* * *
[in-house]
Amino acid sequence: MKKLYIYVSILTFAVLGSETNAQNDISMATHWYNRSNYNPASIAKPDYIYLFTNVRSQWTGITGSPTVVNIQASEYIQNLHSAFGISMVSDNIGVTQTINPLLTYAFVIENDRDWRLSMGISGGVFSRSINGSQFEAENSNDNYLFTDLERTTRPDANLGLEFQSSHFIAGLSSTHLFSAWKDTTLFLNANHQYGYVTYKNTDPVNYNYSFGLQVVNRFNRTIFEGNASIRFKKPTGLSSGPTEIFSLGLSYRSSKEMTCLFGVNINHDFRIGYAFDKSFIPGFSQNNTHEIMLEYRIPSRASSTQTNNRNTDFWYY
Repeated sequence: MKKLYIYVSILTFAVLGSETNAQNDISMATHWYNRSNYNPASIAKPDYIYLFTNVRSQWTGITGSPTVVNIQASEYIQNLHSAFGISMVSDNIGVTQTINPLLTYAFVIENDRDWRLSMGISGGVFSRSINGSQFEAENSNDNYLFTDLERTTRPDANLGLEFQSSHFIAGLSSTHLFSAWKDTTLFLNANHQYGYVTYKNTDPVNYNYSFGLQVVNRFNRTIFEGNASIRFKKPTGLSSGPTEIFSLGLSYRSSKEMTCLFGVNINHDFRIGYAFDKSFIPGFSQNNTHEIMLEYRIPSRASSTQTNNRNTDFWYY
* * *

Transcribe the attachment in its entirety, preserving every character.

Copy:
[in-house]
Amino acid sequence: MKKLYIYVSILTFAVLGSETNAQNDISMATHWYNRSNYNPASIAKPDYIYLFTNVRSQWTGITGSPTVVNIQASEYIQNLHSAFGISMVSDNIGVTQTINPLLTYAFVIENDRDWRLSMGISGGVFSRSINGSQFEAENSNDNYLFTDLERTTRPDANLGLEFQSSHFIAGLSSTHLFSAWKDTTLFLNANHQYGYVTYKNTDPVNYNYSFGLQVVNRFNRTIFEGNASIRFKKPTGLSSGPTEIFSLGLSYRSSKEMTCLFGVNINHDFRIGYAFDKSFIPGFSQNNTHEIMLEYRIPSRASSTQTNNRNTDFWYY
Repeated sequence: MKKLYIYVSILTFAVLGSETNAQNDISMATHWYNRSNYNPASIAKPDYIYLFTNVRSQWTGITGSPTVVNIQASEYIQNLHSAFGISMVSDNIGVTQTINPLLTYAFVIENDRDWRLSMGISGGVFSRSINGSQFEAENSNDNYLFTDLERTTRPDANLGLEFQSSHFIAGLSSTHLFSAWKDTTLFLNANHQYGYVTYKNTDPVNYNYSFGLQVVNRFNRTIFEGNASIRFKKPTGLSSGPTEIFSLGLSYRSSKEMTCLFGVNINHDFRIGYAFDKSFIPGFSQNNTHEIMLEYRIPSRASSTQTNNRNTDFWYY